All the common household items you’d have to ditch to be a vegan06/20/2019
Being a dedicated vegan doesn't just apply to the contents of your fridge, kitchen cupboards or wardrobe.
It extends to what laundry detergent you rely on, what you use to wash your hair and even the gadgets you have around the house.
Yet a whole range of common household items incorporate animal products in their ingredients or composition, meaning TWO THIRDS of vegans aren't actually running vegan-friendly homes.
Plastic bags, shampoo and medications are amongst some of the household products that were found not to be vegan friendly.
Research carried out by www.Hillarys.co.uk has shed light on the fact that a large number of vegans are running homes with the following products. So if you're thinking of taking the plunge, you'll have to find alternatives to all of these.
1. Plastic bags
A lot of plastic shopping bags contain "slipping agents" – made from animal fat – to reduce friction.
Some tyre material uses stearic acid, which is usually derived from the stomachs of pigs, cows or sheep. This helps the rubber hold its shape.
3. Perfume and cologne
Many scents use musk – the secretions from otters, beavers and deer – as a fixative as it reduces the rate of evaporation and makes fragrances last longer.
Glue can be found all over the home – it's used to make shoes, furniture and arts and crafts materials. Most glue contains isinglass, which is derived from fish bladders and other animal remnants.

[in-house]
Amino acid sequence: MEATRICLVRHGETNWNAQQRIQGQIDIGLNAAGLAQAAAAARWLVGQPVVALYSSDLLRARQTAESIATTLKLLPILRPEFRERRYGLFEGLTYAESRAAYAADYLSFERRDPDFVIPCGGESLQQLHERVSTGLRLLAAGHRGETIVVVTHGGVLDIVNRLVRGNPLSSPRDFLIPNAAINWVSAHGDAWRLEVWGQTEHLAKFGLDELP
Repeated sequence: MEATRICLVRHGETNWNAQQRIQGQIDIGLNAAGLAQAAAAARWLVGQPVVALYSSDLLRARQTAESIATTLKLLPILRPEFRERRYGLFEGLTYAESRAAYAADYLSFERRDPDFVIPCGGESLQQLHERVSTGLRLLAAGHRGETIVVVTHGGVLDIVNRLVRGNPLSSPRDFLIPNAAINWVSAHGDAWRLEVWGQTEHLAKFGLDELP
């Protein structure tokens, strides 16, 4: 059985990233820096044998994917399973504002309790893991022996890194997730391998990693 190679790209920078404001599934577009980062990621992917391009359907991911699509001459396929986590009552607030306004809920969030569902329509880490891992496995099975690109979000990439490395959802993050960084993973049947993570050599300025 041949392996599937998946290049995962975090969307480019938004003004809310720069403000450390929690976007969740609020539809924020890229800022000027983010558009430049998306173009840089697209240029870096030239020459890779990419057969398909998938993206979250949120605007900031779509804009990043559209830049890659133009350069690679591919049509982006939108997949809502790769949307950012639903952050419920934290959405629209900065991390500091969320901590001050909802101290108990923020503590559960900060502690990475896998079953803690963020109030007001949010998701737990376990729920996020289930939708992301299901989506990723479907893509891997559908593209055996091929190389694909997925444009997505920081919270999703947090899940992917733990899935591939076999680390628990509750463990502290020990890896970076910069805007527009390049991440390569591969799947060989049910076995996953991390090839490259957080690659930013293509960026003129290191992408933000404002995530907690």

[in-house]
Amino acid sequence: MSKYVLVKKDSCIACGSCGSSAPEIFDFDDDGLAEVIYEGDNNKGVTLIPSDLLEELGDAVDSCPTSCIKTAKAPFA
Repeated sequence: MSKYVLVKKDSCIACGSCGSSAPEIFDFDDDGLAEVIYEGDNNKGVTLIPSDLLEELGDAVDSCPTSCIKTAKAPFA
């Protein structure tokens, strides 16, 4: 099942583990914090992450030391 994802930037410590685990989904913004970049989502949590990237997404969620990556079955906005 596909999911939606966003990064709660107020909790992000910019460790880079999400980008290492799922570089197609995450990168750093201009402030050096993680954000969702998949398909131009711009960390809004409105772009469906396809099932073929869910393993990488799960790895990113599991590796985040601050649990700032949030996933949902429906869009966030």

Most condom brands use casein, which is a protein taken from cow's, goat's or sheep milk – to make their condoms smoother.
6. Arts and crafts supplies
A large number of art supplies contain animal-based ingredients such as gelatin, bone char, beeswax and cochineal – crushed up insects.
7. Shampoo and conditioner
A lot of hair products use lecithin to repair damaged hair and make it look shiny, which is usually taken from animal or dairy sources.
8. Chewing gum
Some chewing gum contains gelatin and stearic acid, which gives it its chewy texture, and may use cochineal food colouring made from insects.
More expensive razors have a soft 'moisturiser' strip to make shaving more comfortable, but these often use glycerin from animal fat.
10. Nail polish
A lot of nail polishes uses animal products to create certain effects – guanine (from fish scales) gives metallic colours a sheen, while carmine (crushed beetles) creates red colours and oleic acid (animal fat) is used to thicken formulas.
A lot of vitamins and other tablets have a gelatin coating so that they dissolve in the stomach rather than in the mouth, disguising bad tastes and giving medicine a slow release effect.
Most seasoned vegans know that white sugar is processed with bone char to make it white – however, even brown sugar is processed this way and then made brown with molasses.
13. Fabric softener
Most big brands use tallow dimethyl ammonium chloride – essentially, animal fats – to create the soft, supple feel you get from your freshly washed clothes.
Chances are your toothpaste contains glycerin, usually taken from animal fats, to help stop it drying out. It also helps to reduce bacterial activity.
Even if your shoes aren't made from leather, the rubber soles could use stearic acid to help them keep their shape. Stearic acid is usually taken from cows' stomachs.
Some printing processes use gelatin to create black and white photos, and other photo papers are coated with it to protect images.
17. LCD screens
Your TV, computer, phone and tablet use animal cholesterol in the liquid crystals in the screens.
18. Playing cards
The cards are coated with stearic acid to make them smoother and reduce static, making them "fan" much easier.
The majority of tattoo ink uses a whole host of animal products, including animal fat, bone char, gelatin and shellac – which is taken from the female lac bug.
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